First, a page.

The mayor of London has activated emergency cold weather measures with temperatures forecast to drop as low as minus 6C overnight in the south and east of England.
The Severe Weather Emergency Protocol (SWEP) ensures that councils and charities across London open emergency accommodation for homeless people when temperatures drop below freezing.
Sadiq Khan praised “tireless” relief organisations for their efforts to prevent the homeless suffering in the conditions.
“Across the capital, we are doing everything we can to prevent anyone sleeping rough in these freezing conditions,” he said.
The Met Office expects the temperature to plunge throughout Wales and southern England overnight, with minus 6C temperatures forecast at Benson, Oxfordshire and Santon Downham, Suffolk.
It has warned commuters to beware of frost, fog and freezing fog on Tuesday morning and is considering whether to issue a weather warning overnight.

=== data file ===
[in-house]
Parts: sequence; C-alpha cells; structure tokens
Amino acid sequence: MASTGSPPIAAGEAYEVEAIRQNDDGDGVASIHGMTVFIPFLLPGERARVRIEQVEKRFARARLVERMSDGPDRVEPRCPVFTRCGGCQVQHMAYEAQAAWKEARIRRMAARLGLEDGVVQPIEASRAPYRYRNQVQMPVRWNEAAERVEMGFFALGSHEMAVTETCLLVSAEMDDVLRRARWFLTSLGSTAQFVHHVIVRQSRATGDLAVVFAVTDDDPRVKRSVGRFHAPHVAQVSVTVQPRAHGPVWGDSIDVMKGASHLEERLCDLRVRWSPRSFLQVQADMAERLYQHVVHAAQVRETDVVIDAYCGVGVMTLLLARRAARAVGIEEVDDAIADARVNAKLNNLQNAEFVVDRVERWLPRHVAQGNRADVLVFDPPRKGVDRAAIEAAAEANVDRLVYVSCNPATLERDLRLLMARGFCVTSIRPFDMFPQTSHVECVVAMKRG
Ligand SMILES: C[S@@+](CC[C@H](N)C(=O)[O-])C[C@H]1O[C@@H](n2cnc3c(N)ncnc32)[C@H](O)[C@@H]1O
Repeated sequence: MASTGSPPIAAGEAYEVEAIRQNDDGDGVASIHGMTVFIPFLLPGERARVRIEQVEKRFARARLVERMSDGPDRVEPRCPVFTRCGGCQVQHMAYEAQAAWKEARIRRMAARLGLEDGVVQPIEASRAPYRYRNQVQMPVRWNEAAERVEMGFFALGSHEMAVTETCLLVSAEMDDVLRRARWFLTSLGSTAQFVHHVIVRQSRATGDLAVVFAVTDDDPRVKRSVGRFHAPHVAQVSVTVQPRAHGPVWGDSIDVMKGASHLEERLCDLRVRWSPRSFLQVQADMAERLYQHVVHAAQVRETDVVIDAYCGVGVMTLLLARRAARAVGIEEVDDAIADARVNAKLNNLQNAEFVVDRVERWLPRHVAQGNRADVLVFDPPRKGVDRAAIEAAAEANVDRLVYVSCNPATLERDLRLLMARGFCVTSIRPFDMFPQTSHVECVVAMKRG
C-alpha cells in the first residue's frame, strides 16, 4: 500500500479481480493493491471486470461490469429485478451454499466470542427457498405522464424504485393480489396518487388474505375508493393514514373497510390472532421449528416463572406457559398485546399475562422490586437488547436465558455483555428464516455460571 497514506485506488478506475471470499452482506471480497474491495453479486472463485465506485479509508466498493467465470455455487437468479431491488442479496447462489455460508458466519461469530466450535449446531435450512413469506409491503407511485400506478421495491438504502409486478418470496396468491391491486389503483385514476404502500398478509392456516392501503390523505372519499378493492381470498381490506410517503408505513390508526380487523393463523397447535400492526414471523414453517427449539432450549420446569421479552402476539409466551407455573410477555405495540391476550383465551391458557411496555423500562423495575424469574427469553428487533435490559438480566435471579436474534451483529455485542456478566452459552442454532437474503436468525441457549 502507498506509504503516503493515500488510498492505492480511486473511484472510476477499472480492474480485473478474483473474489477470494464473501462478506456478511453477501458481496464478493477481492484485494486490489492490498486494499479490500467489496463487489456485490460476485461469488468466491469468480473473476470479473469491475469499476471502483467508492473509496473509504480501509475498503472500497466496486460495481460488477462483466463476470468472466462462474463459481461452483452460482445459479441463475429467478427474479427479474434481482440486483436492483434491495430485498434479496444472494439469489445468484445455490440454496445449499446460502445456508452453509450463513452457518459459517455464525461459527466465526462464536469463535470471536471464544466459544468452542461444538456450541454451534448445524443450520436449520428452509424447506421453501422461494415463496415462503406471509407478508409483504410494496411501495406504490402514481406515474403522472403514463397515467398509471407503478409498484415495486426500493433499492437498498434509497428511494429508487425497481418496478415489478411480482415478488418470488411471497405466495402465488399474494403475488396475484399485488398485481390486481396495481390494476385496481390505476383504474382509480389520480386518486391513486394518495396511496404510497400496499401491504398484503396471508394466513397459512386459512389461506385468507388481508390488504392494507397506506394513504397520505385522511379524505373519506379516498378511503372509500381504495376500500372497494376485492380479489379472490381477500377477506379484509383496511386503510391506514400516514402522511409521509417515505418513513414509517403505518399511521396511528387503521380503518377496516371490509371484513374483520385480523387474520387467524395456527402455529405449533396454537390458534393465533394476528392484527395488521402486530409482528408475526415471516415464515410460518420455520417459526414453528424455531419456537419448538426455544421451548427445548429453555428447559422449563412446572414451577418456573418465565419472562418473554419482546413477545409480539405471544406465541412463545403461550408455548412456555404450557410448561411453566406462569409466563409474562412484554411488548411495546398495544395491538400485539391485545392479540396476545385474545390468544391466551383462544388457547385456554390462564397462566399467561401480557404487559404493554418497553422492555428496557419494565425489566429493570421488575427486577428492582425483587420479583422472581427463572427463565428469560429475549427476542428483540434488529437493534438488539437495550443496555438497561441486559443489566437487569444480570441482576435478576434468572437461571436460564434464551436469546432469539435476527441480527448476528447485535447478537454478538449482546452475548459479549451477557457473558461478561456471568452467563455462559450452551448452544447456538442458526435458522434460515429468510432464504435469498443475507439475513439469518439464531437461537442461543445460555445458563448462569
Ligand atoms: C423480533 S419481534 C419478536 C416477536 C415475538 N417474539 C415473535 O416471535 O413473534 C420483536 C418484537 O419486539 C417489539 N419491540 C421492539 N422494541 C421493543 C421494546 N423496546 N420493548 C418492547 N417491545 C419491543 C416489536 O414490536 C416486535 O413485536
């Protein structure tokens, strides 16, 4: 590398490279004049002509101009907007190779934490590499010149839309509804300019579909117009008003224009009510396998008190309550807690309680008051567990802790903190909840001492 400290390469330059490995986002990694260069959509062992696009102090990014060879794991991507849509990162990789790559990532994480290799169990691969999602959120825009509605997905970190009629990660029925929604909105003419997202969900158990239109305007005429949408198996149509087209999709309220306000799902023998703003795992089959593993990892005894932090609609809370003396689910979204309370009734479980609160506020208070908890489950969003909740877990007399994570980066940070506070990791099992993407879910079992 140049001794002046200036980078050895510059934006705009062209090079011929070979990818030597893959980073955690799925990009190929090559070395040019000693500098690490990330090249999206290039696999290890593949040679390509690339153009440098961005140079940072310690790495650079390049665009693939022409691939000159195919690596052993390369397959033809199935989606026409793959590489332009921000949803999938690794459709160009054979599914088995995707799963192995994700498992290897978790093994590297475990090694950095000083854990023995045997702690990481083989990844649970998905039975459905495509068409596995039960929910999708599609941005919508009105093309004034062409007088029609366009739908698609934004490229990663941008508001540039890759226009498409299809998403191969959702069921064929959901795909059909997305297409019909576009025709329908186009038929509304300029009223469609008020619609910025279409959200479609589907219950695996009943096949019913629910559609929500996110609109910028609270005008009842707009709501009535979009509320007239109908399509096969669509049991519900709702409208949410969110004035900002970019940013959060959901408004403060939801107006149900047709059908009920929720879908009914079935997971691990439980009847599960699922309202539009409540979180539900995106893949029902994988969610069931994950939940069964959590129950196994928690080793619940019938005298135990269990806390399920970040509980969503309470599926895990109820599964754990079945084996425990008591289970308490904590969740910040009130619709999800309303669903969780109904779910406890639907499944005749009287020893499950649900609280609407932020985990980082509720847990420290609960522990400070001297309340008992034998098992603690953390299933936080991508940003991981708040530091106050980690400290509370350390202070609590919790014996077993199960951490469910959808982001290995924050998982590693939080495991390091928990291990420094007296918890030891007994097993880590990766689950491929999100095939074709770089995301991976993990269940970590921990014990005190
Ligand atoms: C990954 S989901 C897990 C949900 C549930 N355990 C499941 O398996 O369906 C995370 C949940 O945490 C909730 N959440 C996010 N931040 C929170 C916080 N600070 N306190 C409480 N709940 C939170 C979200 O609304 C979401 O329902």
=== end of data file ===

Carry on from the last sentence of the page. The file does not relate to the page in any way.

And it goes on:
“But there might be one issued overnight once we start to see things forming and when we have more of an idea about how things are panning out.
“For rush hour tomorrow morning, they could make for some difficult driving conditions in central and southern areas.”
Advice issued in conjunction with the RAC and National Highways tells drivers not to use full beam headlights because fog merely reflects the light, worsening visibility.
Motorists should also stay four seconds away from vehicles in front and wind down windows at junctions to listen for oncoming traffic if visibility is severely reduced.
Freezing fog could even lead to flight delays because planes will need to be de-iced before take-off, but the cold conditions are expected to ease by Wednesday.
The capital’s cold weather protocol has already been activated three times this winter and has helped 1,200 Londoners off the streets, an increase of more than 50%.
Mr Khan added: “London’s councils and charities will be working even harder this week to support some of the most vulnerable people in our city.
“On behalf of all Londoners I thank them for their tireless efforts.”
Data shows that 3,570 people slept on the capital’s streets between September and December last year.